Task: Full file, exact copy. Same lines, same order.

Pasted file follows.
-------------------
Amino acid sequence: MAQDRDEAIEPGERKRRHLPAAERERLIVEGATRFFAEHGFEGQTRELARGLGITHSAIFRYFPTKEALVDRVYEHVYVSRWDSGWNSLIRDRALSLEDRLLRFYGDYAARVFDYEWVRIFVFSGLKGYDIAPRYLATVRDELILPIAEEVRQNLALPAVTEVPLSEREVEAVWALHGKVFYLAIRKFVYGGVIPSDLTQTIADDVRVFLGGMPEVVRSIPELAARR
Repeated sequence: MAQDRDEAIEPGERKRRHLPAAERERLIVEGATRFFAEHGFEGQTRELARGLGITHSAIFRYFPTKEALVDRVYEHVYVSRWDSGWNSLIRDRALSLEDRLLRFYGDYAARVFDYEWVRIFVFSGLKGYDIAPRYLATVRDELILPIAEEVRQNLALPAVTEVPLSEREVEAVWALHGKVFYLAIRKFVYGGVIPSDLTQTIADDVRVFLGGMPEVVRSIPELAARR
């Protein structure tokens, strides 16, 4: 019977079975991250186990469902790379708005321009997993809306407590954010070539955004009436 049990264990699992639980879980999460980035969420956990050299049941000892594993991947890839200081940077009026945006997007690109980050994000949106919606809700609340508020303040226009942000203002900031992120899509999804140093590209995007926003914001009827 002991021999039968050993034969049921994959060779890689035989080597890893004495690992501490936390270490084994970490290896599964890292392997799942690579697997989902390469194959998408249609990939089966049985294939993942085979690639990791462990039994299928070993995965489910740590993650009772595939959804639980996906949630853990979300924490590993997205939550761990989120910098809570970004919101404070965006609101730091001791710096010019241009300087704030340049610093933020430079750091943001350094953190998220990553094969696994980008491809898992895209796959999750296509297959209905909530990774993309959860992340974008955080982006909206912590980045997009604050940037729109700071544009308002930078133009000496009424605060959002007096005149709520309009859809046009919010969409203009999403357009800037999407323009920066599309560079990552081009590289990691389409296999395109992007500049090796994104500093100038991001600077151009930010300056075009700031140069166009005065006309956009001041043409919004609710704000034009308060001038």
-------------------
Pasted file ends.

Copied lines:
Amino acid sequence: MAQDRDEAIEPGERKRRHLPAAERERLIVEGATRFFAEHGFEGQTRELARGLGITHSAIFRYFPTKEALVDRVYEHVYVSRWDSGWNSLIRDRALSLEDRLLRFYGDYAARVFDYEWVRIFVFSGLKGYDIAPRYLATVRDELILPIAEEVRQNLALPAVTEVPLSEREVEAVWALHGKVFYLAIRKFVYGGVIPSDLTQTIADDVRVFLGGMPEVVRSIPELAARR
Repeated sequence: MAQDRDEAIEPGERKRRHLPAAERERLIVEGATRFFAEHGFEGQTRELARGLGITHSAIFRYFPTKEALVDRVYEHVYVSRWDSGWNSLIRDRALSLEDRLLRFYGDYAARVFDYEWVRIFVFSGLKGYDIAPRYLATVRDELILPIAEEVRQNLALPAVTEVPLSEREVEAVWALHGKVFYLAIRKFVYGGVIPSDLTQTIADDVRVFLGGMPEVVRSIPELAARR
């Protein structure tokens, strides 16, 4: 019977079975991250186990469902790379708005321009997993809306407590954010070539955004009436 049990264990699992639980879980999460980035969420956990050299049941000892594993991947890839200081940077009026945006997007690109980050994000949106919606809700609340508020303040226009942000203002900031992120899509999804140093590209995007926003914001009827 002991021999039968050993034969049921994959060779890689035989080597890893004495690992501490936390270490084994970490290896599964890292392997799942690579697997989902390469194959998408249609990939089966049985294939993942085979690639990791462990039994299928070993995965489910740590993650009772595939959804639980996906949630853990979300924490590993997205939550761990989120910098809570970004919101404070965006609101730091001791710096010019241009300087704030340049610093933020430079750091943001350094953190998220990553094969696994980008491809898992895209796959999750296509297959209905909530990774993309959860992340974008955080982006909206912590980045997009604050940037729109700071544009308002930078133009000496009424605060959002007096005149709520309009859809046009919010969409203009999403357009800037999407323009920066599309560079990552081009590289990691389409296999395109992007500049090796994104500093100038991001600077151009930010300056075009700031140069166009005065006309956009001041043409919004609710704000034009308060001038």